‘T is the season to be jolly…and sad, angry, disappointed, heartbroken, confused, grief stuck… you know, the whole spectrum of emotional being. Make sure you have space to deal with the emotions that come up. Get enough rest, make sure you are well-nourished, hydrated, relaxed… you name it. Create room in your schedule to look after you.
Journaling is a great way to process and record your emotions and thoughts. Making some time to write about what is going on, will help you feel more in control of your inner-dialogue.
To help you get started I've added some journaling prompts to this lesson.
Make sure you plan some quiet moments for yourself. Whether it is real meditation, a quiet walk with the dog before the rest of the world wakes up, or a quiet cuppa in the kitchen. Taking small breaks from the holiday madness can help you recharge your battery and will help to deal with all the little things that may otherwise pile up and cause you to reach boiling point.
Yes, it can be helpful to prepare, but overdoing it is counterproductive. There is no way you can think of every single thing that can possibly go wrong, be said, or implied. It is better to come up with a few general strategies to help you play to your strength, create some space and give you excuses to get away. We share a few below that you can just tweak according to the exact circumstances you find yourself in.
Worrying too much may be an indication of self-doubt. You may feel you need a detailed battle plan because you are not sure you can handle yourself. Well, that’s what you have the general strategies for. In order to help you stay positive and confident, try to design a few affirmations. Tell yourself you’ve got this, you can do this, you have a 100% survival rate so far. It may sound silly, but saying these things out loud can really help you boost your confidence.
Not everything that influences us, is under your control. As much as that can be frustrating, there is nothing for it but to accept that. The question then becomes: where is your circle of influence and how can you use it to direct the holidays to suit you?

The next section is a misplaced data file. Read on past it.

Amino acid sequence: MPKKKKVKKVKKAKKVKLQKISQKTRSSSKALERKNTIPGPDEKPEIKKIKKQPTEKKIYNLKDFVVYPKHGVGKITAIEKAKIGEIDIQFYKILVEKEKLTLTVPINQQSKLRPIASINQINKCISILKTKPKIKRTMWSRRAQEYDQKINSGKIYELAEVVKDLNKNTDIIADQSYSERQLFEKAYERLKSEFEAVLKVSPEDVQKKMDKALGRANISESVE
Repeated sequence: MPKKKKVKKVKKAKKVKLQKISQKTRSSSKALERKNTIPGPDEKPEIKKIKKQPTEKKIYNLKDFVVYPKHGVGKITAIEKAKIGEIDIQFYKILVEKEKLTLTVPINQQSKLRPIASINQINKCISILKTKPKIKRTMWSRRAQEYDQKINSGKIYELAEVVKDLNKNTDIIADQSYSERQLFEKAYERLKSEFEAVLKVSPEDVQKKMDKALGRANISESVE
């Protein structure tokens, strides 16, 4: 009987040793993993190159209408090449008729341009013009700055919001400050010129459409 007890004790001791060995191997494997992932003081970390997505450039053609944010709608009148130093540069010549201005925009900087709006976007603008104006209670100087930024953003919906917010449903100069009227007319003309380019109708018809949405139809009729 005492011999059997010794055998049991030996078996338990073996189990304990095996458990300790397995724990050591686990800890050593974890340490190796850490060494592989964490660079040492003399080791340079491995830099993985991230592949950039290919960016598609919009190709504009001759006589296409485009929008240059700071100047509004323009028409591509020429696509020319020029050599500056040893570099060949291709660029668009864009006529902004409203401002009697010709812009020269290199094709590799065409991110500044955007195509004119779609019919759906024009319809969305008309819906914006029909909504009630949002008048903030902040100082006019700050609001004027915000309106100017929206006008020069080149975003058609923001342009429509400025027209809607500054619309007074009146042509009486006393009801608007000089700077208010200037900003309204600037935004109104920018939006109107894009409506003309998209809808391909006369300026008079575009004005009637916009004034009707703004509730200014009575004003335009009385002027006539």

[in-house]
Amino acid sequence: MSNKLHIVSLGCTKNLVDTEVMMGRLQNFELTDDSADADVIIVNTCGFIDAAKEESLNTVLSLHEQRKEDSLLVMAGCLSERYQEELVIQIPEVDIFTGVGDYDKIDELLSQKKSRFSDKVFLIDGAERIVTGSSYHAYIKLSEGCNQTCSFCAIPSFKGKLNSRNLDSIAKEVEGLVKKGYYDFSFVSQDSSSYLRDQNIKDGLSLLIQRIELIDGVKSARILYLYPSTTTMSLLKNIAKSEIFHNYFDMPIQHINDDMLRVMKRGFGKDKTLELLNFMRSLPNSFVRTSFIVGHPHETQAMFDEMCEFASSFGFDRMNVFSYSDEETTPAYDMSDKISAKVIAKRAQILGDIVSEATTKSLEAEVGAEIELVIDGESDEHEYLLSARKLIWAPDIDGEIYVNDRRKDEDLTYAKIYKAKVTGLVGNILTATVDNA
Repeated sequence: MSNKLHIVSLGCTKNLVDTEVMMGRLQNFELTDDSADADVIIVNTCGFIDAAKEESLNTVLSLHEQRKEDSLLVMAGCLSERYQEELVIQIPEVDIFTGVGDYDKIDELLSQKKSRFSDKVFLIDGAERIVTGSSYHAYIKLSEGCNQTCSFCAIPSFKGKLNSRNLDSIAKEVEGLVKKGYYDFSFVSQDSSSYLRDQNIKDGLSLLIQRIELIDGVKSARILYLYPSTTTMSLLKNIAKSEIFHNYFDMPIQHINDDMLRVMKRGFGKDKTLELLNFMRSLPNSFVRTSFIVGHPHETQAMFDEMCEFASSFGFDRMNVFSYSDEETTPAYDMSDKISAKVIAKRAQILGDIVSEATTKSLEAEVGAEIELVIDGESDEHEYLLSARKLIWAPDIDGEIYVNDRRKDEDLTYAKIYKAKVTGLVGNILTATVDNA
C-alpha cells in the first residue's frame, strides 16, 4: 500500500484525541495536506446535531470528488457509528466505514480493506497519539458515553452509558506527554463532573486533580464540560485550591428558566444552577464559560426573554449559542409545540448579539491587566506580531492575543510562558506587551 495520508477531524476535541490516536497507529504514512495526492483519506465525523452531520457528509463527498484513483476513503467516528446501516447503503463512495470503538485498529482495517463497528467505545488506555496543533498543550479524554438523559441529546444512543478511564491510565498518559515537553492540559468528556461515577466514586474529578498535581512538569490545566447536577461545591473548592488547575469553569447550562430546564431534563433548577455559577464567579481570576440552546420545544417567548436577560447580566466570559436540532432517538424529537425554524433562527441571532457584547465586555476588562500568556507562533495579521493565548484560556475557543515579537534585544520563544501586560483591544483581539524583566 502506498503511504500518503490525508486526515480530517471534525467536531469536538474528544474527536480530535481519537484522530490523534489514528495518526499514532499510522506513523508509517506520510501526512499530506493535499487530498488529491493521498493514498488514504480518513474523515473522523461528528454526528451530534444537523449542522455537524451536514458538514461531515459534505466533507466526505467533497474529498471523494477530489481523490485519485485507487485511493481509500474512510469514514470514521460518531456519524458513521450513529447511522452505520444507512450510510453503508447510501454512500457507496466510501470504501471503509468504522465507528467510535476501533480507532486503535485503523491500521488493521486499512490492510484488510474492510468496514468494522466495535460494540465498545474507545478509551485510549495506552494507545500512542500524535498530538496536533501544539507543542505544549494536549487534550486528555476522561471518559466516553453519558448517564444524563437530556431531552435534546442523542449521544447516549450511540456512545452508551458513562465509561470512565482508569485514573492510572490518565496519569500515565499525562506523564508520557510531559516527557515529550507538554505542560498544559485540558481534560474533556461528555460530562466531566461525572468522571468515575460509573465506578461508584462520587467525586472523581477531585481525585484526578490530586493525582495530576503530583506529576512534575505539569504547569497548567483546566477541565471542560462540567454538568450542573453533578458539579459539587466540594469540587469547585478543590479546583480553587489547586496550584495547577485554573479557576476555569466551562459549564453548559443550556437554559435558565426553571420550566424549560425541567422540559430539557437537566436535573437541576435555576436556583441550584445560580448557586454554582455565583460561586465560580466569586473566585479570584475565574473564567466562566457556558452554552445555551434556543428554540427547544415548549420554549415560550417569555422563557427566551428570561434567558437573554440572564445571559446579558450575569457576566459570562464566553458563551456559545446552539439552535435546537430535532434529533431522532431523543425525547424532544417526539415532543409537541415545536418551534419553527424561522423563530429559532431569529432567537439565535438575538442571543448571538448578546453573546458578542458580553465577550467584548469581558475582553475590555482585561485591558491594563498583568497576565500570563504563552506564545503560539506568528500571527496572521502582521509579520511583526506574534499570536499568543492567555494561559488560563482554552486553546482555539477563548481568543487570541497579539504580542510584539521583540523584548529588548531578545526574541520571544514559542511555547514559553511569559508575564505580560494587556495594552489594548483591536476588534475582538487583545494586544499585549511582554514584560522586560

We have already mentioned a few things that you are in control of, like who you spend time with, activities you decide to engage in, how you care for yourself in order to feel most resilient, for example. In the section about dealing with toxic family members, below, we will look at a few other ways in which you can influence your circumstances.
Even with the best of preparation, life can still throw you a curveball or two. So, another part of your preparation is to think of a few ways you can deal with the unexpected.
However hard you try, however much you prepare and try to control your circumstances, your life is not a Holiday Special. It just isn’t. Under the best of circumstances, your holidays are not going to be perfect. Imperfect is still pretty good though! Don’t let unexpected events throw you off. Don’t let unexpected feelings or memories spoil good times.
Just because things are not the way you’d dreamed, or wished, or imagined, doesn’t mean they are not enjoyable, and memorable.
We have established that the holidays are not going to be perfect, stuff is going to go wrong, there are going to be emotions, curveballs and possibly toxic family members. Still, it is important to stay positive. Not the “override any emotions with a frantic smile” type positivity, obviously! Truly believe you are going to have good holidays, whatever life throws at you! Then, focus on the people and activities that bring you joy.
Don’t go it alone. There will be plenty of people who understand the stress you are dealing with. If not the people around you, then certainly your fellow survivors. You can meet them in the SwanWaters Facebook Group.
Christmas can bring out stress in even the most peaceful people. There are gifts to buy and overcrowded shops. An elaborate meal must be cooked for family and friends. The house is to be made to look festive. The list goes on and on. Add a toxic family dynamic to the mix and the stress can be overwhelming. So let’s talk about some ideas for how to survive the holidays without losing your mind.